Pulte says it provides each new homeowner with a 50-page "Pulte Protection Plan" detailing a limited warranty in which the builder agrees to repairs for one year after the purchase on the house is closed. "We have identified the problem with her home, we've developed a plan to fix it, and we've made the offer to her to fix it, but Ms. Sabin refuses to let us make the necessary repairs to her home," says Mark Marymee, a spokesperson for Pulte. "If Susan Sabin had spent half the energy working with us as she's put into her Web site, this problem could have been resolved by now."
Builders Threaten Libel Suits
Builders do seem to be concerned about the effect of gripe sites on their reputation. Miami-based builder Lennar (LEN) has filed more than one lawsuit against Mike Morgan, a Florida real estate broker who runs www.defective-homes.net. In a complaint filed July 30 in Charleston County, S.C., Lennar alleges that Morgan "engaged in a concerted scheme to defame Lennar publicly with the goal of extracting from Lennar financial payments." On July 20, a federal magistrate judge in Florida recommended a preliminary injunction preventing Morgan from using the word "Lennar" in Web site domain names.
"They want me dead, there's no way around that," says Morgan, who claims he is now bankrupt and unable to afford legal fees. "If I lose these things, it sets precedents for every other group that has a gripe site." If you search "Lennar" on Google (GOOG), Morgan's site, which he says gets 15,000 visitors a month, comes up near the top of the page.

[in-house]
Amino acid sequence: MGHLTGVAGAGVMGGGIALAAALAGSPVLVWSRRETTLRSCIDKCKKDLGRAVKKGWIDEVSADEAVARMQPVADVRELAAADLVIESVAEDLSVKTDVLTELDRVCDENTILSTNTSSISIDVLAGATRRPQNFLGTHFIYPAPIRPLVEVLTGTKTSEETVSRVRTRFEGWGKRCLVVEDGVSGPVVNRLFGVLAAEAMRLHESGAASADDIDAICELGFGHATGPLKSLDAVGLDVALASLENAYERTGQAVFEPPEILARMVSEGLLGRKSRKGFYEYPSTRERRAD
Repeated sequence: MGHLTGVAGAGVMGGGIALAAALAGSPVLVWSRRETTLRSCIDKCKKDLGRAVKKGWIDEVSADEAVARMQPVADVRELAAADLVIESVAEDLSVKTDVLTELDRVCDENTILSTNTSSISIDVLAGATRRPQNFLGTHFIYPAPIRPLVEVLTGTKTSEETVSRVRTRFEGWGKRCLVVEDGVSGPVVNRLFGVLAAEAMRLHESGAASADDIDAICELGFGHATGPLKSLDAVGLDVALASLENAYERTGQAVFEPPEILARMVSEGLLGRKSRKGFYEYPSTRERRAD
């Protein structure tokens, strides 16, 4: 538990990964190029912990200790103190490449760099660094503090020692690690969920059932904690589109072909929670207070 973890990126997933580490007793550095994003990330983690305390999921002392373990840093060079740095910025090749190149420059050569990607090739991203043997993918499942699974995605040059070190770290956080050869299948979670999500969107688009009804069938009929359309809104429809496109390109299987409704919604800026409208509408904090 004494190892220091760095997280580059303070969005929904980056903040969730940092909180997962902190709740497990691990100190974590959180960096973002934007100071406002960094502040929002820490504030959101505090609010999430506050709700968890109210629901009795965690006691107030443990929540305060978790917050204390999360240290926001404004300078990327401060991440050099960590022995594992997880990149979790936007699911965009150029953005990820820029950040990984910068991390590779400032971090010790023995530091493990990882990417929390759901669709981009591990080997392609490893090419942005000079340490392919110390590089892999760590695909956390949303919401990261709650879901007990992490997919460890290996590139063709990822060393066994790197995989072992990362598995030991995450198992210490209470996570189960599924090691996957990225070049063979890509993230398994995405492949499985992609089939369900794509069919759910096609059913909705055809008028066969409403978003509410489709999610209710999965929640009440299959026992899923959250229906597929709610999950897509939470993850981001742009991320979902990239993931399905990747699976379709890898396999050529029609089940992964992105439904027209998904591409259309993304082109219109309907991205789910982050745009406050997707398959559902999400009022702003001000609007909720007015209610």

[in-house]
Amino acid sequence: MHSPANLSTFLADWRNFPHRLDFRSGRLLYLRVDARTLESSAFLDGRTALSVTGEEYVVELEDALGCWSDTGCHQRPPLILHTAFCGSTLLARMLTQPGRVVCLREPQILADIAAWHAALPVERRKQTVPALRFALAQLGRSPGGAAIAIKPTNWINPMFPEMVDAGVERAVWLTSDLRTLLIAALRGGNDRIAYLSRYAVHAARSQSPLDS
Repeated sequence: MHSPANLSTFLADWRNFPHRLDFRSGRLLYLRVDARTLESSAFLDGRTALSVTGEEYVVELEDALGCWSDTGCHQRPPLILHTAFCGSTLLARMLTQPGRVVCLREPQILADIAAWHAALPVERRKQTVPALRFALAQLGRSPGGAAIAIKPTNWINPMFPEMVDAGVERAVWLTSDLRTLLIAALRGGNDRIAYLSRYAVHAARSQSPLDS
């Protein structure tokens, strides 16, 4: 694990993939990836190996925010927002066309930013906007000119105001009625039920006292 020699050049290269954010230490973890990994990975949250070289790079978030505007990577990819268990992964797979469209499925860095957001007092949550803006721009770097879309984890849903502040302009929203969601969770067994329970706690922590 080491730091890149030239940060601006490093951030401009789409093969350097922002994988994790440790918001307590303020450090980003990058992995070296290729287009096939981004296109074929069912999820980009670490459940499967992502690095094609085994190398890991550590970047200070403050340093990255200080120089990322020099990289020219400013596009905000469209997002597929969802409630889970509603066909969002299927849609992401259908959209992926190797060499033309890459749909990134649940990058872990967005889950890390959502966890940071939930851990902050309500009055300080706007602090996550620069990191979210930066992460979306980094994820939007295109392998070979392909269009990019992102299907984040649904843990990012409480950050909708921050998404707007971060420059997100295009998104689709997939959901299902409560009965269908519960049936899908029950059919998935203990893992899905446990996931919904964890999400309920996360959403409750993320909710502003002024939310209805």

Builders may be able to win a lawsuit against a poster or Web site creator who cannot back up a statement they post online about defective construction. "The angry homeowner who posts messages on these sites is not protected from libel actions," says Susan Grogan Faller, who practices First Amendment law with a focus on media and Internet for Frost Brown Todd in Cincinnati. "False and inflammatory statements are not protected."
Faller says she is unaware of any lawsuit in which a judgment was taken against a poster on a real estate gripe site. But because it's such a new area, posters and Web masters may not realize that they are at risk. "I think people are used to the concept that someone can sue the newspaper, or magazine, or television station for libel, but they're not used to the concept that they themselves can be sued [for posting on the Internet]."
Paying Complainers to Go Away
Because of the binding arbitration clause in many new-home contracts, unsatisfied homeowners rarely make a court hearing—or the headlines. "I think that the problem with construction defects has been under the radar for so long," says Nancy Seats, president of Homeowners Against Deficient Dwellings (HADD), a nonprofit consumer protection group for homeowners dealing with defective construction. "People just don't understand how many people are just being financially destroyed by bad construction and binding arbitration. But now more and more people are going to the Internet to expose their problems and get back at the builder."
What happens instead of a trial, Seats says, is that big builders pay people to shut down their builder-bashing Web sites. It's true that many links to former sites are now defunct, including the once-popular KBHomesSucks.com. "This was the most outstanding Web site, and KB Homes tried to sue them," Seats says. "The vast majority of [now-defunct sites] were people that were paid to shut up and go away." Repeated calls from BusinessWeek to KB Homes (KBH) have, as yet, gone unanswered.
Now homebuilders are hurting, leading some angry homeowners to worry that construction defects may become even more common as builders try to cut costs. Sales of new homes fell 6.6% in June, to an annualized rate of 834,000, and builders have been reporting lousy earnings numbers (see BusinessWeek.com, 7/7/07, "Homebuilders in a Hole"). "The builders are in very precarious shape," says Martin. "It's a very dangerous period right now in the housing industry."
For future angry homeowners, there will no doubt be plenty of new places to complain.
Click through BusinessWeek's slide show for a look at some of the angriest real estate gripe sites.